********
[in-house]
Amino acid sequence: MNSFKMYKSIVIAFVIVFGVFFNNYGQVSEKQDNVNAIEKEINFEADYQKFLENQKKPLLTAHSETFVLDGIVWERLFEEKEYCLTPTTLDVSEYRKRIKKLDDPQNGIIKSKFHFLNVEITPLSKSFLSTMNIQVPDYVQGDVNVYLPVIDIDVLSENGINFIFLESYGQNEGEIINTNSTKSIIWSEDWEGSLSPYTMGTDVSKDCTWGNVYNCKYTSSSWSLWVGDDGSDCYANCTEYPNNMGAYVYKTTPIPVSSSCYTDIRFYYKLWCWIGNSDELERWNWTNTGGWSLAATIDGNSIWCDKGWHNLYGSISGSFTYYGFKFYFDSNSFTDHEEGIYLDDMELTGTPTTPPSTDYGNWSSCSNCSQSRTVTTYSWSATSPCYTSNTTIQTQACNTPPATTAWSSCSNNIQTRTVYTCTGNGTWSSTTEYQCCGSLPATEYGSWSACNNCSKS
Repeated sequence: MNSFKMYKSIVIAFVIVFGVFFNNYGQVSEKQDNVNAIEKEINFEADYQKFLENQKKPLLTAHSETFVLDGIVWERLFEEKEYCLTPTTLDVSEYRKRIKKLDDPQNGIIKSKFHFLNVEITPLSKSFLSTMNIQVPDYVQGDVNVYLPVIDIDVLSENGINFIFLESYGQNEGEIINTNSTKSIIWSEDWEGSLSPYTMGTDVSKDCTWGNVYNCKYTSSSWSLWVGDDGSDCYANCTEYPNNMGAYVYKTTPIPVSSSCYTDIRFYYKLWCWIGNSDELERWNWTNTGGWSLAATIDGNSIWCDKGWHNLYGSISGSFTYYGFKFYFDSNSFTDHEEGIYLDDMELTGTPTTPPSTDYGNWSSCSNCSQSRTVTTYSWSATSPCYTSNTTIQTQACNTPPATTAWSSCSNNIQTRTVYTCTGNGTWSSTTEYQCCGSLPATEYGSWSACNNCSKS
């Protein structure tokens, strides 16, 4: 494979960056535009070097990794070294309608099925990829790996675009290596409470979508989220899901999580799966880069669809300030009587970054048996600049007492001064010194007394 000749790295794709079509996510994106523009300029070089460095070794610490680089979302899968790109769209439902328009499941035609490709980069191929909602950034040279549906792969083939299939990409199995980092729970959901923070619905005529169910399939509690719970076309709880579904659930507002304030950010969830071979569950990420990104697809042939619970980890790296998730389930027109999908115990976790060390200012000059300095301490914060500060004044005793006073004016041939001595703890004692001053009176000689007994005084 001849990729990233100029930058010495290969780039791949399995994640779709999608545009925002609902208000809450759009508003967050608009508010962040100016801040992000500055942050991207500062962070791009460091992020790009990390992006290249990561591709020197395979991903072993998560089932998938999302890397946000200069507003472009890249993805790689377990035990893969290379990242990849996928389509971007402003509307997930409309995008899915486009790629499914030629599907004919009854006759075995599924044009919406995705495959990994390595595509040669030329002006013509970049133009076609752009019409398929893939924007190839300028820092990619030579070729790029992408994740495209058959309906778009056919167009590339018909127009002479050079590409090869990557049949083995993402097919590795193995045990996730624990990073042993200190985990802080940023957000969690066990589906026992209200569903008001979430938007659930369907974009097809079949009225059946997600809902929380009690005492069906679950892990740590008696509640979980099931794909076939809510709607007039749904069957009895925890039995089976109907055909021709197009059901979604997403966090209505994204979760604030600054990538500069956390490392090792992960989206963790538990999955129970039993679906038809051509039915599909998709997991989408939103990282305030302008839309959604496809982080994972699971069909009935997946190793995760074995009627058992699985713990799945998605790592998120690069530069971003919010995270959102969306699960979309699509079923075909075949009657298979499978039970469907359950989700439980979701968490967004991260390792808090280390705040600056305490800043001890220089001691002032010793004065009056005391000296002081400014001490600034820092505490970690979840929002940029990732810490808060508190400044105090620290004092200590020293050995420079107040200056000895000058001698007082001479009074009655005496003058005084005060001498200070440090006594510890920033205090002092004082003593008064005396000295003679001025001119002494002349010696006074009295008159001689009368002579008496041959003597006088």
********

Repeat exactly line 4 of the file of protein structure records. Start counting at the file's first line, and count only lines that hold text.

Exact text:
């Protein structure tokens, strides 16, 4: 494979960056535009070097990794070294309608099925990829790996675009290596409470979508989220899901999580799966880069669809300030009587970054048996600049007492001064010194007394 000749790295794709079509996510994106523009300029070089460095070794610490680089979302899968790109769209439902328009499941035609490709980069191929909602950034040279549906792969083939299939990409199995980092729970959901923070619905005529169910399939509690719970076309709880579904659930507002304030950010969830071979569950990420990104697809042939619970980890790296998730389930027109999908115990976790060390200012000059300095301490914060500060004044005793006073004016041939001595703890004692001053009176000689007994005084 001849990729990233100029930058010495290969780039791949399995994640779709999608545009925002609902208000809450759009508003967050608009508010962040100016801040992000500055942050991207500062962070791009460091992020790009990390992006290249990561591709020197395979991903072993998560089932998938999302890397946000200069507003472009890249993805790689377990035990893969290379990242990849996928389509971007402003509307997930409309995008899915486009790629499914030629599907004919009854006759075995599924044009919406995705495959990994390595595509040669030329002006013509970049133009076609752009019409398929893939924007190839300028820092990619030579070729790029992408994740495209058959309906778009056919167009590339018909127009002479050079590409090869990557049949083995993402097919590795193995045990996730624990990073042993200190985990802080940023957000969690066990589906026992209200569903008001979430938007659930369907974009097809079949009225059946997600809902929380009690005492069906679950892990740590008696509640979980099931794909076939809510709607007039749904069957009895925890039995089976109907055909021709197009059901979604997403966090209505994204979760604030600054990538500069956390490392090792992960989206963790538990999955129970039993679906038809051509039915599909998709997991989408939103990282305030302008839309959604496809982080994972699971069909009935997946190793995760074995009627058992699985713990799945998605790592998120690069530069971003919010995270959102969306699960979309699509079923075909075949009657298979499978039970469907359950989700439980979701968490967004991260390792808090280390705040600056305490800043001890220089001691002032010793004065009056005391000296002081400014001490600034820092505490970690979840929002940029990732810490808060508190400044105090620290004092200590020293050995420079107040200056000895000058001698007082001479009074009655005496003058005084005060001498200070440090006594510890920033205090002092004082003593008064005396000295003679001025001119002494002349010696006074009295008159001689009368002579008496041959003597006088």